The right hon. Member for Leeds, East shared my concern at the disappointingly low level of investment during the past year. However, I found difficult to understand how he thought that investment could increase if we adopted a policy which kept prices controlled but pay uncontrolled. I should have thought that it was self-evident to anyone that that sort of policy would leave firms squeezed dry and unable to invest. That policy, which I understand is now the official Labour Party policy, would be the death of growth.
The second doubt that has been expressed about the pace of current expansion is that it may pose a threat to the balance of payments. It is undoubted that a high level of domestic demand produces a high level of imports. However, I hoped that the thesis for so long prevalent in the United Kingdom, that a sharp curtailment of domestic demand was the only proper way to redress a balance-of-payments deficit, was not now entertained by any serious critic. If the balance of payments were in serious disequilibrium as a result of excess domestic pressures, such a solution might be appropriate, but we are not in that position. I see no reason to qualify the view which I gave in my Budget Statement—namely, that the surplus on invisible account this year should offset much of the visible trade deficit.
I have been surprised at the criticism—although in the speeches which I have been able to listen to most of that criticism has sounded somewhat muted—about our decision on pensions. I am astonished that criticism should come from the Labour benches. The increase of £1 a week on the single pension has been equalled in cash terms only once before. The 1971 uprating was also £1, but that increase covered two years. Making that allowance, the pension increase is the largest ever made. To compensate for the rise in prices since 1969, which was the last increase under the Labour Government, pensions for married couples would need to have gone up by about £2·30 to compensate for the rise in prices since August 1969. Since June 1970, which was the time of the election, the figure would be about £1·80. That is what would have been required to deal with rises in prices. In fact, the pension has already been put up by this Government by £2·80. After this year's increase it will have gone up by £4·40.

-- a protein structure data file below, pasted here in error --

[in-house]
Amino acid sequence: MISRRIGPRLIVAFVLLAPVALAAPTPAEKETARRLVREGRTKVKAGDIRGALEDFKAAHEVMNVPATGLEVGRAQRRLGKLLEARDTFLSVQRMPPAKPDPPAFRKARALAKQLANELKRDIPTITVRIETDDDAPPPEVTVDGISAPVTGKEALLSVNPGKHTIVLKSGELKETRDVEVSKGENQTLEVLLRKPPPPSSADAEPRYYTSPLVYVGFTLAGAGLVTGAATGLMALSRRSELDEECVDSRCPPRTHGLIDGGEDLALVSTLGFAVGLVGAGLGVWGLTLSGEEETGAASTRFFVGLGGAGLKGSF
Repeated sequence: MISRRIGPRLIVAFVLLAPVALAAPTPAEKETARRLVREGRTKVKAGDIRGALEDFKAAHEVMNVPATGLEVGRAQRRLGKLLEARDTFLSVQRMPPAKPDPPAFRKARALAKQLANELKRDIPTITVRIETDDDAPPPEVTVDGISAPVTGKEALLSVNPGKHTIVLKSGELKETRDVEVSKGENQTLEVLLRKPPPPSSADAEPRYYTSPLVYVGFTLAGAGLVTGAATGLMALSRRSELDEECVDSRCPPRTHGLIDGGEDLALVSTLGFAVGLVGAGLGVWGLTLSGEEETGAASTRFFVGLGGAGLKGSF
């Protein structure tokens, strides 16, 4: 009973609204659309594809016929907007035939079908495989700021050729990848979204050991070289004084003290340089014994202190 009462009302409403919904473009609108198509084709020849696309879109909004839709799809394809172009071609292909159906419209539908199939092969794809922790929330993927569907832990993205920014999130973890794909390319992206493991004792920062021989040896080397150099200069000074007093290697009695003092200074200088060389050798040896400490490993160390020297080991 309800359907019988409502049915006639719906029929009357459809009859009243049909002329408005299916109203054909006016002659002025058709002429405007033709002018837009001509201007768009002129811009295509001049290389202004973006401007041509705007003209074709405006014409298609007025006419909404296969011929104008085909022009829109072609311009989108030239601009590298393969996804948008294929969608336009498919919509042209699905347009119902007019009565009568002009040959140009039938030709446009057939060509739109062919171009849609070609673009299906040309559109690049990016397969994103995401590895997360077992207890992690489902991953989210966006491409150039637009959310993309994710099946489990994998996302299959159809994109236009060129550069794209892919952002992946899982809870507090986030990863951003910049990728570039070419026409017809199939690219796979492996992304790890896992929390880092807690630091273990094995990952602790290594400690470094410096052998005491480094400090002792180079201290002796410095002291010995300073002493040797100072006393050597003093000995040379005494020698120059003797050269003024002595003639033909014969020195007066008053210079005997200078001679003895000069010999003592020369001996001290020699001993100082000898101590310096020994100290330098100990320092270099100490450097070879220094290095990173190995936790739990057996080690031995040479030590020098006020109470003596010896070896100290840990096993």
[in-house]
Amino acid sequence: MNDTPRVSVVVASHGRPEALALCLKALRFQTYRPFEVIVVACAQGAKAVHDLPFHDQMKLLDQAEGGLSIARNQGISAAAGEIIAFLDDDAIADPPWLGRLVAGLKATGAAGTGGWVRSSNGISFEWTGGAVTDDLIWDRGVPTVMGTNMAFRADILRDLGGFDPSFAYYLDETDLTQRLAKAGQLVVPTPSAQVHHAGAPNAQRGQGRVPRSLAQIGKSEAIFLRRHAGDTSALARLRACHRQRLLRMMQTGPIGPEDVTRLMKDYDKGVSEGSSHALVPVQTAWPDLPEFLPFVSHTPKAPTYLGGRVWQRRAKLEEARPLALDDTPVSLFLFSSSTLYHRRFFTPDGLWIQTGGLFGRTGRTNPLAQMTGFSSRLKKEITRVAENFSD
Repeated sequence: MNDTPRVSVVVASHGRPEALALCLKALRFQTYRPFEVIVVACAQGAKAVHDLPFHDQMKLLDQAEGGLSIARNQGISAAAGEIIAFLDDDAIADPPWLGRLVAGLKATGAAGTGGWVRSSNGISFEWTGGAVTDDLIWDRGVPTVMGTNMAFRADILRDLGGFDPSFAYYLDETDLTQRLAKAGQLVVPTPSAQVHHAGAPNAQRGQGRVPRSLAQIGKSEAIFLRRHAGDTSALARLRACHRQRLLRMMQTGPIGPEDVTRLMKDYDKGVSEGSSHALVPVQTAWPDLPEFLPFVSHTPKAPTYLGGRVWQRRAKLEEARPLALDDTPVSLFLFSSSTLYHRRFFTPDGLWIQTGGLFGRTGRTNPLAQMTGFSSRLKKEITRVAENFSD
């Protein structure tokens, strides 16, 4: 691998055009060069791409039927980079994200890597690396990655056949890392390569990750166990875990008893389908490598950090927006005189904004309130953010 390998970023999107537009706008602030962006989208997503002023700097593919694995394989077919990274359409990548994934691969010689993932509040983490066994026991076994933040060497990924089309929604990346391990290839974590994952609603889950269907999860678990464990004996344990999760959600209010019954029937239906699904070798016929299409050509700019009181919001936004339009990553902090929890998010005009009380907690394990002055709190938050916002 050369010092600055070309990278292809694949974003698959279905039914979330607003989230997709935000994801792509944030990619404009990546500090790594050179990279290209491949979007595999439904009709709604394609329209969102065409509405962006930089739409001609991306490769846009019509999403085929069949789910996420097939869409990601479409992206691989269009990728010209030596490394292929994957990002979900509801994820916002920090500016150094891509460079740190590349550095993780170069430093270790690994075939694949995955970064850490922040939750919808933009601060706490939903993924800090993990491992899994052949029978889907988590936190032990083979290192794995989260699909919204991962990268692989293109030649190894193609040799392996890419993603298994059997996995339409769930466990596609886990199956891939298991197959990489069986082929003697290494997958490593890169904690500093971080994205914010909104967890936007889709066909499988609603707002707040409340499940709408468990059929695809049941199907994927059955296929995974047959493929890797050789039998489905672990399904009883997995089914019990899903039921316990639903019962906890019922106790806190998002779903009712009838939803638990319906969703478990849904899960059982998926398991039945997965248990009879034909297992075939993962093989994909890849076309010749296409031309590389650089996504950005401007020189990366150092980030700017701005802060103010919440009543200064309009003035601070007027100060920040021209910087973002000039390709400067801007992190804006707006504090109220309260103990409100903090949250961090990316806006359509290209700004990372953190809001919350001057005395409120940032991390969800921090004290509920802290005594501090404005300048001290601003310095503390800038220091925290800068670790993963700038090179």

The £1 a week increase in pensions represents an increase of 15 per cent. in cash terms. It has been suggested that the increase will be swallowed up by price rises between now and 1st October. That is nonsense. That can happen only if the militants and others go on strike, and if hon. Members on the Labour benches, such as the right lion. Member for Bristol, South-East (Mr. Benn), aid and abet them. If they were to take control and to succeed in breaching the Government's counter-inflation policy, only then would there be any possibility of that happening. As we are, as we have said, absolutely determined that there shall be no breach, pensioners can be assured that their increase represents a very substantial increase in real terms—in other words, a real improvement in the standard of living for the elderly.
Whatever may be said in the House, there is one group of people who know full well that this Government are serving the pensioners far better than the Labour Party would. That is the pensioners themselves—because they remember so well how they were hit time and time again by the deliberate policies of right hon. and hon. Members opposite by increases in purchase tax and how their plea for annual increases was turned down by the Labour Government.
I was very pleased that my hon. Friend the Member for Surrey, East (Mr. William Clark) who is the Chairman of the Select Committee which is looking into the tax credit scheme, approved of the statement I made in the Budget Statement about child credits.
Several hon. Members, in particular the right hon. Member for Birmingham, Stechford, raised the question of family allowances and the low paid. Quite apart from administrative considerations, only about one-tenth of the gross cost of a simple increase in, or extension of, family allowances would go to helm the least well off—those with incomes below the tax threshold. The cost of an increase sufficient to be of substantial benefit to the non-taxpayer would, on this basis, be prohibitive.
Therefore, there are some hon. Members, such as the hon. Member for Heywood and Royton, who have suggested that the alternative is to provide an increase in family allowances with clawback. If the benefit were clawed back from all except the poorest, as was done by the last Labour Government, that would mean in effect reducing child tax allowances, and so large numbers of the low paid would be brought back into tax.